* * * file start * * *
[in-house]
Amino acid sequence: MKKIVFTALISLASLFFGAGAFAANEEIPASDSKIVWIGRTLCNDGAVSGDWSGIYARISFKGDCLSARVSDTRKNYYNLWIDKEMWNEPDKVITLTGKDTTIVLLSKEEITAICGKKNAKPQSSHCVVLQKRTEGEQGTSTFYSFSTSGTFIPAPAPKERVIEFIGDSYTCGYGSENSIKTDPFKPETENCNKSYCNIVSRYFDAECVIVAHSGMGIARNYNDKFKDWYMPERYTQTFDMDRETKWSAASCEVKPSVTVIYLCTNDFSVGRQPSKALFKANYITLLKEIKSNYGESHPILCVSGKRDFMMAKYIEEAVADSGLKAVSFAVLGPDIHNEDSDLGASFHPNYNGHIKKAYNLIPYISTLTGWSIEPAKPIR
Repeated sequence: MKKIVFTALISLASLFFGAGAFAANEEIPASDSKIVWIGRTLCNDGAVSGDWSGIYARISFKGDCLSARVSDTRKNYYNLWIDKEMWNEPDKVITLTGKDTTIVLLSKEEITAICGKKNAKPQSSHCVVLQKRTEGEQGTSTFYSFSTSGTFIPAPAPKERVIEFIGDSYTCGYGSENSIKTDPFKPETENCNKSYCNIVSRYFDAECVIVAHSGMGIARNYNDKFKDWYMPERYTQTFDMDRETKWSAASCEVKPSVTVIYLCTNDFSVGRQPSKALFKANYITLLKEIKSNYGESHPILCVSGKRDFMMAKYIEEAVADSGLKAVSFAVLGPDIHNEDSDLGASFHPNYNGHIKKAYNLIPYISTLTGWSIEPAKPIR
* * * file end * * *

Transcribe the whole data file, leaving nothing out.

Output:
[in-house]
Amino acid sequence: MKKIVFTALISLASLFFGAGAFAANEEIPASDSKIVWIGRTLCNDGAVSGDWSGIYARISFKGDCLSARVSDTRKNYYNLWIDKEMWNEPDKVITLTGKDTTIVLLSKEEITAICGKKNAKPQSSHCVVLQKRTEGEQGTSTFYSFSTSGTFIPAPAPKERVIEFIGDSYTCGYGSENSIKTDPFKPETENCNKSYCNIVSRYFDAECVIVAHSGMGIARNYNDKFKDWYMPERYTQTFDMDRETKWSAASCEVKPSVTVIYLCTNDFSVGRQPSKALFKANYITLLKEIKSNYGESHPILCVSGKRDFMMAKYIEEAVADSGLKAVSFAVLGPDIHNEDSDLGASFHPNYNGHIKKAYNLIPYISTLTGWSIEPAKPIR
Repeated sequence: MKKIVFTALISLASLFFGAGAFAANEEIPASDSKIVWIGRTLCNDGAVSGDWSGIYARISFKGDCLSARVSDTRKNYYNLWIDKEMWNEPDKVITLTGKDTTIVLLSKEEITAICGKKNAKPQSSHCVVLQKRTEGEQGTSTFYSFSTSGTFIPAPAPKERVIEFIGDSYTCGYGSENSIKTDPFKPETENCNKSYCNIVSRYFDAECVIVAHSGMGIARNYNDKFKDWYMPERYTQTFDMDRETKWSAASCEVKPSVTVIYLCTNDFSVGRQPSKALFKANYITLLKEIKSNYGESHPILCVSGKRDFMMAKYIEEAVADSGLKAVSFAVLGPDIHNEDSDLGASFHPNYNGHIKKAYNLIPYISTLTGWSIEPAKPIR